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Thread: Portable Emergency Power - Inverter

  1. #1
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    Portable Emergency Power - Inverter

    I live in Florida, where in the summer, power can go out for days. I am investigating the use of sealed lead acid batteries and a 12VDC to 120VAC inverter for temporary, portable, emergency power to keep the refrigerator going and microwave, phone charger, lamp(s) as needed.

    The 2000 watt continuous (4000 watt surge) inverter I purchased has 3 prong receptacles on it. I opened the cover and found that the ground terminal of the receptacle is connected to the case of the inverter. There is no ground lug on the inverter and no mention of connecting the inverter to ground. The pictures on the inverter show it used in vehicles, tent camping and home use.

    The ground issue prompted me to investigate the NEC. There are code related to photo voltaic inverts wired into the house wiring, but I do not see anything related to a free standing inverter, not wired into the house wiring. My search on the web did not produce anything.

    Questions:
    1. Are there electric code(s) related to Temporary Emergency Power systems that are not wired into the house wiring?
    2. Should I ground the inverter to a copper water pipe with a ground clamp and a wire to the chassis of the inverter?
    3. Other means of grounding like using a plug with only the ground wire connected. Plug into local outlet and other end wired to inverter chasis?
    4. The wire provided for connection from battery to inverter is #4AWG, 600V, 105 degree C, VW-1. 2000W/10VDC(minimum inverter source voltage)=200Amps. This seems a little small for the ampacity.
    5. The wire is also not marked as being UL., nor is the inverter. Is this a problem?


    Thank you!

  2. #2
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    I am closing this thread, in accordance with the Forum rules. This Forum is intended to assist professional electricians, inspectors, engineers, and other members of the electrical industry in the performance of their job-related tasks. However, if you are not an electrician or an electrical contractor, then we are not permitted to help you perform your own electrical installation work.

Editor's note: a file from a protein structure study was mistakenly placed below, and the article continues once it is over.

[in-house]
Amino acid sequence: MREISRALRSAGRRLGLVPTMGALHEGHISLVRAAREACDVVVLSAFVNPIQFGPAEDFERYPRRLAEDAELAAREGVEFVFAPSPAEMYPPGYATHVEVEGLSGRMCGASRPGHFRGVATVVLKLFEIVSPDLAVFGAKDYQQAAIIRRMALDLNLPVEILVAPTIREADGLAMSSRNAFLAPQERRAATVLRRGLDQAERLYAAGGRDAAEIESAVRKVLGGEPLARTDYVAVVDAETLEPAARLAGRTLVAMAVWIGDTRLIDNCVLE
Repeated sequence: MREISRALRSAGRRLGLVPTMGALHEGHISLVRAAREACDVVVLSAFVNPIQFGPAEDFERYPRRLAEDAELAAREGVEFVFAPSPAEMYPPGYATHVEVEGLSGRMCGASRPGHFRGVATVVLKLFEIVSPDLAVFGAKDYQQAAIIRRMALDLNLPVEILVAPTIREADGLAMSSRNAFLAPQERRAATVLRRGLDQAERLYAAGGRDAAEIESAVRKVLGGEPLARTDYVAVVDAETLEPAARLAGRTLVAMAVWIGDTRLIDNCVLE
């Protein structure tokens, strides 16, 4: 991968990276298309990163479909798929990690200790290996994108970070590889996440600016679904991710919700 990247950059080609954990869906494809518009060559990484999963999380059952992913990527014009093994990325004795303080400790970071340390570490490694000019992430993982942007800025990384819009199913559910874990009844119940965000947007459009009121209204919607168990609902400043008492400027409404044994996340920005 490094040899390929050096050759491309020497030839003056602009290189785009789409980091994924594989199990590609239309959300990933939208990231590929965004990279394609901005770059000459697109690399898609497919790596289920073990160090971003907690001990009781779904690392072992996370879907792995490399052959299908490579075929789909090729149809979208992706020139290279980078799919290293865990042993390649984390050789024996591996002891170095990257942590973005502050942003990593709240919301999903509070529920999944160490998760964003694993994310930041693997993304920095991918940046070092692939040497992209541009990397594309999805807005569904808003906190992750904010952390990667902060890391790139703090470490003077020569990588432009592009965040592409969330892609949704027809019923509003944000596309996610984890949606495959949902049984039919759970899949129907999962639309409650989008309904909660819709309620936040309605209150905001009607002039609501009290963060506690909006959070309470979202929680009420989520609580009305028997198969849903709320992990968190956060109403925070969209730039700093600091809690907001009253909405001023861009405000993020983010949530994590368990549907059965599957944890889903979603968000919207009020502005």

If I have misjudged the situation, if for example this project is related to your work, then send me a Private Message. If you can show me that I am wrong, and that you are a licensed electrician (or at least a licensed apprentice), then I will reopen your post, and offer an apology for the delay and inconvenience.

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  3. #3
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    I re-opened the thread after the OP contacted me and explained.
    If you aim at nothing, you will hit it every time!

  4. #4
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    is it a gfi unit? what make/model is it?

    i would not connect anything from that system to the house system.

    why is the egc of the outlet connected to the chassis a concern?

    and just as fyi, you should not be looking at 12vdc inverter, you should be looking at 48vdc inverters.
    i would highly recommend you do a lot more research into what you are trying to accomplish.

  5. #5
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    Welcome. It's likely your inverter will decrease output once the batteries drop from 12V, so that's more like 166A max. Two, it *could* have terminals rated for 105* as well, and free-air cables give you more ampacity over what the (conservative) 90* column would allow.

    It's more likely the inverter mfg never intended for but 1% of their product to see 2000W continuous for any real amount of time and will eat the 25% or so of that 1% that blow up.

    I would not connect it in any way to your house wiring. Some of those inverters have 60V on each side (60V on hot, 60V on 'neutral', vs 120V hot and 0V neutral) so a connection from ground to neutral will result in a short circuit.

    Portable/free standing power like gas generators and electric storage (what you are making) are largely beyond the NEC.

    Google reviews on your particular inverter. Im surprised it doesnt have a UL listing, even a forged one.

    PS: you will need a lot of deep cycle batteries at full charge to run anywhere near 2000W continuous, unless you are getting them for free you're probably better off with a small gas generator cost-wise.
    Electricians do it until it Hertz!

  6. #6